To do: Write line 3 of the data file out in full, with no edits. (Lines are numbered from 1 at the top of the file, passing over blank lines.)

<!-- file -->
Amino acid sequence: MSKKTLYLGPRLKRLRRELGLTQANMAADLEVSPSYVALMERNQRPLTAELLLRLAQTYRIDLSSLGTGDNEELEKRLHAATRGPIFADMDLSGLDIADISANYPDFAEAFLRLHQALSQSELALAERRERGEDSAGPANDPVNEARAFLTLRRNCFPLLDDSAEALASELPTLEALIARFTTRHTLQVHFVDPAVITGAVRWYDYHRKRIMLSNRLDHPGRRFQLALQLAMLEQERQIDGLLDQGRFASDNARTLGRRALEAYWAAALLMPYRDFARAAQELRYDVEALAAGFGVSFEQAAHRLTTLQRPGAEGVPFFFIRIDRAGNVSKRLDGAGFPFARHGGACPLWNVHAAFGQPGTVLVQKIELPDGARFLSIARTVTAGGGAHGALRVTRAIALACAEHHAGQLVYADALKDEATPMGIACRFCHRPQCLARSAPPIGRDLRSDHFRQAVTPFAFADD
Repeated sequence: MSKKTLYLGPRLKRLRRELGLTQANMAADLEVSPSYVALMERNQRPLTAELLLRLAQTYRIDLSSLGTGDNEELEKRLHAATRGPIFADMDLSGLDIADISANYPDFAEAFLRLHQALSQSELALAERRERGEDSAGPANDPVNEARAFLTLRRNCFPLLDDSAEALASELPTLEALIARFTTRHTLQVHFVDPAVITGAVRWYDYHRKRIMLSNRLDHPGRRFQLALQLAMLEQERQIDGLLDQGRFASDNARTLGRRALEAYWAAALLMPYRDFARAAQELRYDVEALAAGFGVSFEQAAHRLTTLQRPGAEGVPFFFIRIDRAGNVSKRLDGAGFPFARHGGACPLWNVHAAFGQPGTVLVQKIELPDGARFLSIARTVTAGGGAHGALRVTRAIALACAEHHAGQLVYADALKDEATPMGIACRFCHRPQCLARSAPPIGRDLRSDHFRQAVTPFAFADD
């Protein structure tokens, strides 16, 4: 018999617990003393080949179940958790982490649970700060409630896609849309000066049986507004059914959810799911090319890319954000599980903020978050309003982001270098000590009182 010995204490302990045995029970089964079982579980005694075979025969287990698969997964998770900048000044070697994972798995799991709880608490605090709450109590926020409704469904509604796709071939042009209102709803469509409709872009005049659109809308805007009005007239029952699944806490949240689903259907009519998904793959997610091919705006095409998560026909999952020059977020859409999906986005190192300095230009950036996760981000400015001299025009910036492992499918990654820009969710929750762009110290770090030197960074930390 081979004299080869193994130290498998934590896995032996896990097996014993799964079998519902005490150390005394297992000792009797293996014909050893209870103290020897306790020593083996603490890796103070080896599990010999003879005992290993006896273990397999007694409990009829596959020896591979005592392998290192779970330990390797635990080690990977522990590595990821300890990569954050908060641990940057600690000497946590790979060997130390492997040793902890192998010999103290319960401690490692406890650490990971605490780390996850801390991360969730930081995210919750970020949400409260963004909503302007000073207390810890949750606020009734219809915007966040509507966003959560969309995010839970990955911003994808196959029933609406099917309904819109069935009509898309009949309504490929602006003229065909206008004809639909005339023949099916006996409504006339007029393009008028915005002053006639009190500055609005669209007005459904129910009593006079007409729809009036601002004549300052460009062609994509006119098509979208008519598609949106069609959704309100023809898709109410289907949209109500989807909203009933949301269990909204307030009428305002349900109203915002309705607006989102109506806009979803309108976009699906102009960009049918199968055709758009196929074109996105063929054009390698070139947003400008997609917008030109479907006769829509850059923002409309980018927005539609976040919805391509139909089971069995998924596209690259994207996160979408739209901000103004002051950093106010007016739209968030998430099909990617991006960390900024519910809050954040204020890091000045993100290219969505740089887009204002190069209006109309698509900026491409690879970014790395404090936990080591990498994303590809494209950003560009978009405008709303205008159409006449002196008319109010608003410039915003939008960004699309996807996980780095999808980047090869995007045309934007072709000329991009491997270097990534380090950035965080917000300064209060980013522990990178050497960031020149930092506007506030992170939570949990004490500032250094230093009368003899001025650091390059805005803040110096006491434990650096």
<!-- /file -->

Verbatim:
């Protein structure tokens, strides 16, 4: 018999617990003393080949179940958790982490649970700060409630896609849309000066049986507004059914959810799911090319890319954000599980903020978050309003982001270098000590009182 010995204490302990045995029970089964079982579980005694075979025969287990698969997964998770900048000044070697994972798995799991709880608490605090709450109590926020409704469904509604796709071939042009209102709803469509409709872009005049659109809308805007009005007239029952699944806490949240689903259907009519998904793959997610091919705006095409998560026909999952020059977020859409999906986005190192300095230009950036996760981000400015001299025009910036492992499918990654820009969710929750762009110290770090030197960074930390 081979004299080869193994130290498998934590896995032996896990097996014993799964079998519902005490150390005394297992000792009797293996014909050893209870103290020897306790020593083996603490890796103070080896599990010999003879005992290993006896273990397999007694409990009829596959020896591979005592392998290192779970330990390797635990080690990977522990590595990821300890990569954050908060641990940057600690000497946590790979060997130390492997040793902890192998010999103290319960401690490692406890650490990971605490780390996850801390991360969730930081995210919750970020949400409260963004909503302007000073207390810890949750606020009734219809915007966040509507966003959560969309995010839970990955911003994808196959029933609406099917309904819109069935009509898309009949309504490929602006003229065909206008004809639909005339023949099916006996409504006339007029393009008028915005002053006639009190500055609005669209007005459904129910009593006079007409729809009036601002004549300052460009062609994509006119098509979208008519598609949106069609959704309100023809898709109410289907949209109500989807909203009933949301269990909204307030009428305002349900109203915002309705607006989102109506806009979803309108976009699906102009960009049918199968055709758009196929074109996105063929054009390698070139947003400008997609917008030109479907006769829509850059923002409309980018927005539609976040919805391509139909089971069995998924596209690259994207996160979408739209901000103004002051950093106010007016739209968030998430099909990617991006960390900024519910809050954040204020890091000045993100290219969505740089887009204002190069209006109309698509900026491409690879970014790395404090936990080591990498994303590809494209950003560009978009405008709303205008159409006449002196008319109010608003410039915003939008960004699309996807996980780095999808980047090869995007045309934007072709000329991009491997270097990534380090950035965080917000300064209060980013522990990178050497960031020149930092506007506030992170939570949990004490500032250094230093009368003899001025650091390059805005803040110096006491434990650096």